rate in an a priori unknown, time varying and spatially
non-homogeneous environment. A variety of CFAR
techniques are developed according to the logic used to
estimate the unknown noise power level. An attractive class
of such schemes includes cell-averaging (CA), ordered -
statistics (OS) and their modified versions . The threshold in a
CFAR detector is set on a cell basis using estimated noise
power by processing a group of reference cells surrounding
the cell under test. The CA processor is an adaptive scheme
that can play an effective part in much noise and clutter
environments, and provide nearly the best ability of signal
detection while reserving the enough constant false alarm
rate. This algorithm has the best performance in
homogeneous background since it uses the maximum
likelihood estimate of the noise power to set the adaptive
threshold. However, the existence of heterogeneities in
practical operating environments renders this processor
ineffective[3]. Heterogeneities arise due to the presence of
93 International Journal of Aerospace Sciences 2012, 1(5): 92-106
multip le targets and clutter edges. In the case of multip le
targets, the detection probability of CA degrades seriously
due to the non-avoidance of including the interfering signal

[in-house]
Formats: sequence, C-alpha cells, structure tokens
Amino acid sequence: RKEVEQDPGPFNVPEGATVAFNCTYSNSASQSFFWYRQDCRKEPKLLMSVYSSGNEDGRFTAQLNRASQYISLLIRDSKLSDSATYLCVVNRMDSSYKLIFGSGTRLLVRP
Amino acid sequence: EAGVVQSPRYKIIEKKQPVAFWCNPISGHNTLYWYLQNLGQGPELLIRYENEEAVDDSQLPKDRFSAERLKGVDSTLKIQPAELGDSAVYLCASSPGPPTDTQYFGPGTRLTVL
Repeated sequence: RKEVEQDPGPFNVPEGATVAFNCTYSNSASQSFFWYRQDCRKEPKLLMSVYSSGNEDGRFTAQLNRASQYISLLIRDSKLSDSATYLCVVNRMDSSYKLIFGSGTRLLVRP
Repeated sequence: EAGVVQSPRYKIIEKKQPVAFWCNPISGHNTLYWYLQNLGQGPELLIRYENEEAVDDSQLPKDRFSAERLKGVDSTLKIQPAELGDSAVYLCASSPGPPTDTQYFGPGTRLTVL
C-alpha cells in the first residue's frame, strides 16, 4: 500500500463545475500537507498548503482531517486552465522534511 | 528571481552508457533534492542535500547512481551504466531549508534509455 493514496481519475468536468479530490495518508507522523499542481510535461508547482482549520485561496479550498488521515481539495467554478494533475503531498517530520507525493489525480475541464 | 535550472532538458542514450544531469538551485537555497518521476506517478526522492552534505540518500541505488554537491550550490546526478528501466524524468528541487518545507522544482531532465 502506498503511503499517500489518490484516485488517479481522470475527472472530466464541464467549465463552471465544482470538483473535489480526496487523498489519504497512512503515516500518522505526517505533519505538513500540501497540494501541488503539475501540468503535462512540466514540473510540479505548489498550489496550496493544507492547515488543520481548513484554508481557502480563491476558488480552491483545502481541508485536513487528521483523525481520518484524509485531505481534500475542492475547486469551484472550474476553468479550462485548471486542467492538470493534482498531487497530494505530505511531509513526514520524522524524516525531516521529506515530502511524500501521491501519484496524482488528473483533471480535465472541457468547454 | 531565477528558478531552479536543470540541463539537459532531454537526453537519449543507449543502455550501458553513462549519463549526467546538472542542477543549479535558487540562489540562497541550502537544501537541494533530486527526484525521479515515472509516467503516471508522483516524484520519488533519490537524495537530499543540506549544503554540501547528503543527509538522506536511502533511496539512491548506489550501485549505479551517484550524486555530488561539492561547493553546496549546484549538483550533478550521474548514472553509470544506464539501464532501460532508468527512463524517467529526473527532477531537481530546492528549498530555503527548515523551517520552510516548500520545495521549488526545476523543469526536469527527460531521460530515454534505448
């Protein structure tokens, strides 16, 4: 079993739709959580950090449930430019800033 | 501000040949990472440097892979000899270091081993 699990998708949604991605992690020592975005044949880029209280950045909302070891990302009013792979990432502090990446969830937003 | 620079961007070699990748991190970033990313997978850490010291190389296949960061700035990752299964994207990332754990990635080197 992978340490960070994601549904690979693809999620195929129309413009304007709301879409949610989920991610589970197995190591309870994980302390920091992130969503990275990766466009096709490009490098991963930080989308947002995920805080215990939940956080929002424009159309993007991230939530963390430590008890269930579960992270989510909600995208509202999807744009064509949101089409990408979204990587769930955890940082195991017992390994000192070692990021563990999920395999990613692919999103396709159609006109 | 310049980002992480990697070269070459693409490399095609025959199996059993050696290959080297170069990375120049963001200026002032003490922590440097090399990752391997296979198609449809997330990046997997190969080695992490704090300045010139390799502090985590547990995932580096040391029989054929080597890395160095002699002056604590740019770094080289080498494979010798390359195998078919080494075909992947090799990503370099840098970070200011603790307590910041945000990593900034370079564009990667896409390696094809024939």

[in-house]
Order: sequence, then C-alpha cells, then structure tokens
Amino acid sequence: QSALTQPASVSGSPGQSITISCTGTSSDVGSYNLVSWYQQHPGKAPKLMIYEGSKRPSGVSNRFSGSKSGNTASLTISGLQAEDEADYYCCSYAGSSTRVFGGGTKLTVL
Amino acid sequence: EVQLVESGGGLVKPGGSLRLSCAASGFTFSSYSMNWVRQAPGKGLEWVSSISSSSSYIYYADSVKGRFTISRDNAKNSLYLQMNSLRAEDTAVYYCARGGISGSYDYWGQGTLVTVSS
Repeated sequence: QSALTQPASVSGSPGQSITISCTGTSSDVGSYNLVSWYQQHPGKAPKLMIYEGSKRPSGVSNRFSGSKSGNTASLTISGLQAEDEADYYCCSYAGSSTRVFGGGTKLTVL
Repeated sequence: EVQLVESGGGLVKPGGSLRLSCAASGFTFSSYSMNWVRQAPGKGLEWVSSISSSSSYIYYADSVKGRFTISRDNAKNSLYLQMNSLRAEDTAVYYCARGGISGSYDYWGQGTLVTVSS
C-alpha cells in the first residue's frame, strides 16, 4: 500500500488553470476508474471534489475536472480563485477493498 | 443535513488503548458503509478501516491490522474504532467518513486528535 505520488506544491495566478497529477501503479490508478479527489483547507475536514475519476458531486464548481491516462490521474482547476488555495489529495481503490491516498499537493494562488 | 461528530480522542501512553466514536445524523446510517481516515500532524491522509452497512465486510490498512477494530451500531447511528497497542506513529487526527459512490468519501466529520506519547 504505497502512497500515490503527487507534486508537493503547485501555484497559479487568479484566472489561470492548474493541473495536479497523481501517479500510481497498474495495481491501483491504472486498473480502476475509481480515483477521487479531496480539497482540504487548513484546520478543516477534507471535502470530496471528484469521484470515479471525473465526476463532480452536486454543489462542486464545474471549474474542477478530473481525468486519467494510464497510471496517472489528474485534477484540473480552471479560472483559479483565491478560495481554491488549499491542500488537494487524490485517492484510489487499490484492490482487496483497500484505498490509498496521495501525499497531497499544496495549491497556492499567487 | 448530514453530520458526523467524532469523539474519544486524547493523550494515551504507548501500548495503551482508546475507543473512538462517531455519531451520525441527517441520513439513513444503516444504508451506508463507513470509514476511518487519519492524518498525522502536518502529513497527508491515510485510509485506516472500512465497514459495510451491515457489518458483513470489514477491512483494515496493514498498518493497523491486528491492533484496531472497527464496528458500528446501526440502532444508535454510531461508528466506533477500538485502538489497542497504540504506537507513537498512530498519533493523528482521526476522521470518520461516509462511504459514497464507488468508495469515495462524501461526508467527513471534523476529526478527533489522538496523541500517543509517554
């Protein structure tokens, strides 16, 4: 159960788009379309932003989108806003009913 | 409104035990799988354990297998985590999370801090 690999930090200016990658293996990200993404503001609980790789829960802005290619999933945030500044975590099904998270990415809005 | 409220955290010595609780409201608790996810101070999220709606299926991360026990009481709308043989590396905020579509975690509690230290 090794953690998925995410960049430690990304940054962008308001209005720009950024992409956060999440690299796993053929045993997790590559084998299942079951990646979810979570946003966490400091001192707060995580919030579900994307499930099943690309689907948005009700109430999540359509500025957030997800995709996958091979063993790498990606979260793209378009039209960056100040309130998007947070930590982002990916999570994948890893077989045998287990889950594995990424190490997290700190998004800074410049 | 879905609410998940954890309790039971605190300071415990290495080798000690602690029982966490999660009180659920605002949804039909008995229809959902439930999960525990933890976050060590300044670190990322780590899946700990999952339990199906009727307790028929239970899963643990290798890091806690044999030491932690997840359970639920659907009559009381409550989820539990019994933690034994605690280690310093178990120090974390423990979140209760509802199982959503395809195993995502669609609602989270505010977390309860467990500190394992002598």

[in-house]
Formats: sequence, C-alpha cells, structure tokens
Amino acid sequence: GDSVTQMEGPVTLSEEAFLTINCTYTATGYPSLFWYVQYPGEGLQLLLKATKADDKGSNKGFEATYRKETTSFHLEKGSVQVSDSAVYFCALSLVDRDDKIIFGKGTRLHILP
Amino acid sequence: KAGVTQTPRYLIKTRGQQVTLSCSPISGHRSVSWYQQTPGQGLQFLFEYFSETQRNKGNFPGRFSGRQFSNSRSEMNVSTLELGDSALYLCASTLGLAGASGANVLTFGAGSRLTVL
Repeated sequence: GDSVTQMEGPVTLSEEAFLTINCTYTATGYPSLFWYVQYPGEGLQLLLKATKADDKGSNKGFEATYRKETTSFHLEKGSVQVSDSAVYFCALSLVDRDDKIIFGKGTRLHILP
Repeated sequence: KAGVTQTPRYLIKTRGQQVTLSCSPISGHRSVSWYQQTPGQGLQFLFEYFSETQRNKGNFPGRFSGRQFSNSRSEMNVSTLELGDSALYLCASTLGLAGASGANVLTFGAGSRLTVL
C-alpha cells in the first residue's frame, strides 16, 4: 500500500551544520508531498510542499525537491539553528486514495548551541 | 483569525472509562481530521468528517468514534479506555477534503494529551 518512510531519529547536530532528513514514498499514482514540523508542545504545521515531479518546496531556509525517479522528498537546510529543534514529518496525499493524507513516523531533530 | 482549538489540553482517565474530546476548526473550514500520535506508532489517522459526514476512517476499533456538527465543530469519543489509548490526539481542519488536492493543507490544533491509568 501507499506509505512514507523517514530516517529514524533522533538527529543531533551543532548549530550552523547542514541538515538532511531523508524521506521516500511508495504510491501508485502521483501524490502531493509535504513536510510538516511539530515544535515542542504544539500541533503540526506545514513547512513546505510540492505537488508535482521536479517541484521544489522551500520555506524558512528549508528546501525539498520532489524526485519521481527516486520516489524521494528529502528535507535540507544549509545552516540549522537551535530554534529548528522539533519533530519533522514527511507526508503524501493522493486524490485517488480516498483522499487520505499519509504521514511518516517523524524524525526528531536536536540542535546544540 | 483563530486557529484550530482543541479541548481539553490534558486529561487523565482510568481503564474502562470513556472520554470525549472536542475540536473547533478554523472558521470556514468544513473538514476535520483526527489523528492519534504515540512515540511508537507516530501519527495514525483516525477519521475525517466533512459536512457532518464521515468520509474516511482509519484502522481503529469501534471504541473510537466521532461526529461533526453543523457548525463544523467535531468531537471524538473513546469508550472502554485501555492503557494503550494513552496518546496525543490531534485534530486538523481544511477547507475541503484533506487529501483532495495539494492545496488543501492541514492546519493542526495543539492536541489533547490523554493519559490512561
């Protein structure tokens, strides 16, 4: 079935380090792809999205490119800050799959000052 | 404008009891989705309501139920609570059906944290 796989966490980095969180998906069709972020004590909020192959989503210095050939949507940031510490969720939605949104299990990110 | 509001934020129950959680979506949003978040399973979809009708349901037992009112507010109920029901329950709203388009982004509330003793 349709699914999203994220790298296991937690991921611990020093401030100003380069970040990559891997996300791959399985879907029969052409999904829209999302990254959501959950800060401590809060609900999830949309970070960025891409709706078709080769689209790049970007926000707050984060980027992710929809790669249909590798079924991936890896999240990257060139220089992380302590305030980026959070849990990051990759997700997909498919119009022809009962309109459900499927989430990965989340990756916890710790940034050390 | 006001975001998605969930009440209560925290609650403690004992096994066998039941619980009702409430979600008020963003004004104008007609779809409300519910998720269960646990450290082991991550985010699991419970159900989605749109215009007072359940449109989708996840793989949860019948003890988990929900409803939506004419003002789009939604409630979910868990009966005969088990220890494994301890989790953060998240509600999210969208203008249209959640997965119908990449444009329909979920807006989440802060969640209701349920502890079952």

power in noise level estimate. Consequently, this in turn
leads to an unnecessary increase in overall threshold. When
a clutter edge is present in the reference window and the test
cell contains a clutter sample, a significant increase in the
false alarm rate results. Both of these effects worsen as the
clutter power increases. In order to overcome the problems
associated with non-homogeneous noise backgrounds ,
alternative schemes have been developed to address this
issue, including OS and its versions as well as various
windowing techniques aimed to exclude heterogeneous
regions. The well-known OS processor estimates the noise
power simply by select ing the K th
largest cell in the reference
set of size N. It suffers only minor degradation in detection
probability and can resolves closely spaced targets
effectively for K different from the maximum. However, this
processor is unable to prevent excessive false alarm rate at
clutter edges, unless K is very close to N, but in this case the
processor suffers greater loss of detection performance[4]. In
this situation, the censored mean-level (CML) scheme, in
which a few of the largest reference cells are excised, is
suggested[5]. The performance of this detector is quite
robust in the presence of extraneous targets as long as their
number is less than or equal to the number of the censored
cells from the reference channel[6-8]
Following this introduction, we review the detection
performance of the CML in a locally homogeneous noise
environment and extend the results to the multip le-target
situation, where the moderately fluctuating model is used to
represent the primary as well as the secondary interfering
targets. Once the problem under consideration is fo rmulated
in section II, we proceed to consider the performance of the
CML in section III. The key step in our analysis is the
evaluation of the moment generating function (MGF) of the
noise level estimate. We are able to calculate this MGF